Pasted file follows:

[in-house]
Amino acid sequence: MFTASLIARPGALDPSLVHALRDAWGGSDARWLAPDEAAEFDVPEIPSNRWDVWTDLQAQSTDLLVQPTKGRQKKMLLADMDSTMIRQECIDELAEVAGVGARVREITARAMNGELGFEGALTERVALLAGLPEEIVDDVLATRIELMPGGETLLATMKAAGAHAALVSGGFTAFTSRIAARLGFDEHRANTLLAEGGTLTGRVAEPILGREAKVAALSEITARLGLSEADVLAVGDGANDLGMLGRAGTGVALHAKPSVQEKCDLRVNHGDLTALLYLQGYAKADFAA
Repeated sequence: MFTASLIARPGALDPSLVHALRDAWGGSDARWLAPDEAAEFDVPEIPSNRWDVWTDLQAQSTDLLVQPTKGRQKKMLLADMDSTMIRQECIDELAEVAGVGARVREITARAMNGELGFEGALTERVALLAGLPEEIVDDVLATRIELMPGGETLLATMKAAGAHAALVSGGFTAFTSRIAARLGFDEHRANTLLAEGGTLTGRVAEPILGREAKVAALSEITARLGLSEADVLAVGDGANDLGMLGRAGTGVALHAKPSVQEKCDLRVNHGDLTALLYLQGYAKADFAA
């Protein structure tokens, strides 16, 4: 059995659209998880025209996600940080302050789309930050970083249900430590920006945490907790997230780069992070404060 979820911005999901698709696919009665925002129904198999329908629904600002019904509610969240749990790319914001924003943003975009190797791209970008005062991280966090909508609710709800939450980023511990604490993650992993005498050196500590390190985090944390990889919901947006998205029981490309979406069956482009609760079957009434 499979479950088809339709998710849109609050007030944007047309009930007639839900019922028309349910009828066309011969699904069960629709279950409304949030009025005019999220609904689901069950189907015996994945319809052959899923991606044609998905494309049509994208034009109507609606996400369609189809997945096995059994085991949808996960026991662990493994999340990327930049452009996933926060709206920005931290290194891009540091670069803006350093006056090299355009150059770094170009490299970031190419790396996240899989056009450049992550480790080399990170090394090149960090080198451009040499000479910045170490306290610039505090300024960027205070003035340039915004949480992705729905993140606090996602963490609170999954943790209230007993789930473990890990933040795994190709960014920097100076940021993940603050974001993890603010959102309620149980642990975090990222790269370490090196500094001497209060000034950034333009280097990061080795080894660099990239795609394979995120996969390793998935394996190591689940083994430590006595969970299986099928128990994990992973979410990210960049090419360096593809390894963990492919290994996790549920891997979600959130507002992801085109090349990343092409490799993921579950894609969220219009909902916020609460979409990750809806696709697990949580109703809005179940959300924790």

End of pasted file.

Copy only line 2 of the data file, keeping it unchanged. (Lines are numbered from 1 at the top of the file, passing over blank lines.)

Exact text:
Amino acid sequence: MFTASLIARPGALDPSLVHALRDAWGGSDARWLAPDEAAEFDVPEIPSNRWDVWTDLQAQSTDLLVQPTKGRQKKMLLADMDSTMIRQECIDELAEVAGVGARVREITARAMNGELGFEGALTERVALLAGLPEEIVDDVLATRIELMPGGETLLATMKAAGAHAALVSGGFTAFTSRIAARLGFDEHRANTLLAEGGTLTGRVAEPILGREAKVAALSEITARLGLSEADVLAVGDGANDLGMLGRAGTGVALHAKPSVQEKCDLRVNHGDLTALLYLQGYAKADFAA